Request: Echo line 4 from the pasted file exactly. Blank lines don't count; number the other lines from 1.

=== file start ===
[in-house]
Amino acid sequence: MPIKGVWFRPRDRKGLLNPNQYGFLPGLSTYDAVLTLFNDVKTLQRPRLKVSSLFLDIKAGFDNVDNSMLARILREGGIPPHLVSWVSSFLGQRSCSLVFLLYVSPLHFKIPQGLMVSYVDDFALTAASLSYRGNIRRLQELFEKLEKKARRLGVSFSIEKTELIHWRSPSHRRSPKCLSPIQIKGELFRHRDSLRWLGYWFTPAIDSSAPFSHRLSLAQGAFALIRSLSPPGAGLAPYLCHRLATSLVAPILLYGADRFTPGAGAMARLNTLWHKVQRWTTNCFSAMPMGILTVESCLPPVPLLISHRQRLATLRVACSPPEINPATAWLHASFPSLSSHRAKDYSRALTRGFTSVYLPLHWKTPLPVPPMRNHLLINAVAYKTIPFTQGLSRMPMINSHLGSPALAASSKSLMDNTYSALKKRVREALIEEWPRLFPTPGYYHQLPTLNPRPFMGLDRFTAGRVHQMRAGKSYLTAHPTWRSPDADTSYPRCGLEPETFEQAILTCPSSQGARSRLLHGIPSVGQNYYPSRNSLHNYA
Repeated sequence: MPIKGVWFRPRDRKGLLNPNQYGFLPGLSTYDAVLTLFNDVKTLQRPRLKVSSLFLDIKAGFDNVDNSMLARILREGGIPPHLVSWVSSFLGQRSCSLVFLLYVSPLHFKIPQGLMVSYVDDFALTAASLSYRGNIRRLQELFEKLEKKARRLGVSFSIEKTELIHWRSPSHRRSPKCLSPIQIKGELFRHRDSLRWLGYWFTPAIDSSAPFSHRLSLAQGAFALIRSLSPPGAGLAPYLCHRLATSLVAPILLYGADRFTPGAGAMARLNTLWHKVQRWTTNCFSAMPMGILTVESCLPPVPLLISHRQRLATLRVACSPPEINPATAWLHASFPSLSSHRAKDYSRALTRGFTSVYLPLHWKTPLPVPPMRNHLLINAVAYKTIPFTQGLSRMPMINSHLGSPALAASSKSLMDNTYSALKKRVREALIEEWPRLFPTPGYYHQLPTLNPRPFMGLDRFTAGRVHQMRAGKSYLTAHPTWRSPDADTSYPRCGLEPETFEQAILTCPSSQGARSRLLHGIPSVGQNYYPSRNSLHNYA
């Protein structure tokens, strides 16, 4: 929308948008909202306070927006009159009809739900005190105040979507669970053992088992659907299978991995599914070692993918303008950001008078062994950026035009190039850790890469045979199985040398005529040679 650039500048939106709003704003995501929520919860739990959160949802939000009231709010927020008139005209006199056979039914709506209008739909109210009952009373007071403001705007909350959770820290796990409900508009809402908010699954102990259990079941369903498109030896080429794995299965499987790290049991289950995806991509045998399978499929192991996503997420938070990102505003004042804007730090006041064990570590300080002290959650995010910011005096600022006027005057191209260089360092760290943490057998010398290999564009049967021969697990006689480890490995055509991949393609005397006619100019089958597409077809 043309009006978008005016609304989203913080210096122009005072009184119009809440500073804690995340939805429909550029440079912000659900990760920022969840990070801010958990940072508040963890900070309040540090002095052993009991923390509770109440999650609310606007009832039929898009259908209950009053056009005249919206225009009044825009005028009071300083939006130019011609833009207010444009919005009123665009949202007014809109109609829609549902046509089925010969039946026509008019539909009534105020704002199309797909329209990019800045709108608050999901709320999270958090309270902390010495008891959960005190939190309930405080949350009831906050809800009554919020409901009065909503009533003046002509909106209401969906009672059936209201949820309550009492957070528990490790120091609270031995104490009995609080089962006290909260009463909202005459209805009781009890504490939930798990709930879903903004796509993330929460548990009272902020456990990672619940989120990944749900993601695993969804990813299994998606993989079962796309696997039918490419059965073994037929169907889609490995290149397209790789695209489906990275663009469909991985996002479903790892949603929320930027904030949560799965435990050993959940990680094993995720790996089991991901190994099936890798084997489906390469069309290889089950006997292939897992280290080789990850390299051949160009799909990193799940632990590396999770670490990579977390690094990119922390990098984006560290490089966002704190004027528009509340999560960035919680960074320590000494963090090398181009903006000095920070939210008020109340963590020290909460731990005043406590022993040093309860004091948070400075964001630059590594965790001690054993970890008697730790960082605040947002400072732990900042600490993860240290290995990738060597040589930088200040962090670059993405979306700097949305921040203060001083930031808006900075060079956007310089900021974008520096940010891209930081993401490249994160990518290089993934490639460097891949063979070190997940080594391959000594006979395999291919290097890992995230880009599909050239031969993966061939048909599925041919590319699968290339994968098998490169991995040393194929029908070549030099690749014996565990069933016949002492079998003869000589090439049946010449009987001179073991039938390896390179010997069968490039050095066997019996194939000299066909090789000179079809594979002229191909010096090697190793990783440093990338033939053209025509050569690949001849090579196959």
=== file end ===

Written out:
């Protein structure tokens, strides 16, 4: 929308948008909202306070927006009159009809739900005190105040979507669970053992088992659907299978991995599914070692993918303008950001008078062994950026035009190039850790890469045979199985040398005529040679 650039500048939106709003704003995501929520919860739990959160949802939000009231709010927020008139005209006199056979039914709506209008739909109210009952009373007071403001705007909350959770820290796990409900508009809402908010699954102990259990079941369903498109030896080429794995299965499987790290049991289950995806991509045998399978499929192991996503997420938070990102505003004042804007730090006041064990570590300080002290959650995010910011005096600022006027005057191209260089360092760290943490057998010398290999564009049967021969697990006689480890490995055509991949393609005397006619100019089958597409077809 043309009006978008005016609304989203913080210096122009005072009184119009809440500073804690995340939805429909550029440079912000659900990760920022969840990070801010958990940072508040963890900070309040540090002095052993009991923390509770109440999650609310606007009832039929898009259908209950009053056009005249919206225009009044825009005028009071300083939006130019011609833009207010444009919005009123665009949202007014809109109609829609549902046509089925010969039946026509008019539909009534105020704002199309797909329209990019800045709108608050999901709320999270958090309270902390010495008891959960005190939190309930405080949350009831906050809800009554919020409901009065909503009533003046002509909106209401969906009672059936209201949820309550009492957070528990490790120091609270031995104490009995609080089962006290909260009463909202005459209805009781009890504490939930798990709930879903903004796509993330929460548990009272902020456990990672619940989120990944749900993601695993969804990813299994998606993989079962796309696997039918490419059965073994037929169907889609490995290149397209790789695209489906990275663009469909991985996002479903790892949603929320930027904030949560799965435990050993959940990680094993995720790996089991991901190994099936890798084997489906390469069309290889089950006997292939897992280290080789990850390299051949160009799909990193799940632990590396999770670490990579977390690094990119922390990098984006560290490089966002704190004027528009509340999560960035919680960074320590000494963090090398181009903006000095920070939210008020109340963590020290909460731990005043406590022993040093309860004091948070400075964001630059590594965790001690054993970890008697730790960082605040947002400072732990900042600490993860240290290995990738060597040589930088200040962090670059993405979306700097949305921040203060001083930031808006900075060079956007310089900021974008520096940010891209930081993401490249994160990518290089993934490639460097891949063979070190997940080594391959000594006979395999291919290097890992995230880009599909050239031969993966061939048909599925041919590319699968290339994968098998490169991995040393194929029908070549030099690749014996565990069933016949002492079998003869000589090439049946010449009987001179073991039938390896390179010997069968490039050095066997019996194939000299066909090789000179079809594979002229191909010096090697190793990783440093990338033939053209025509050569690949001849090579196959």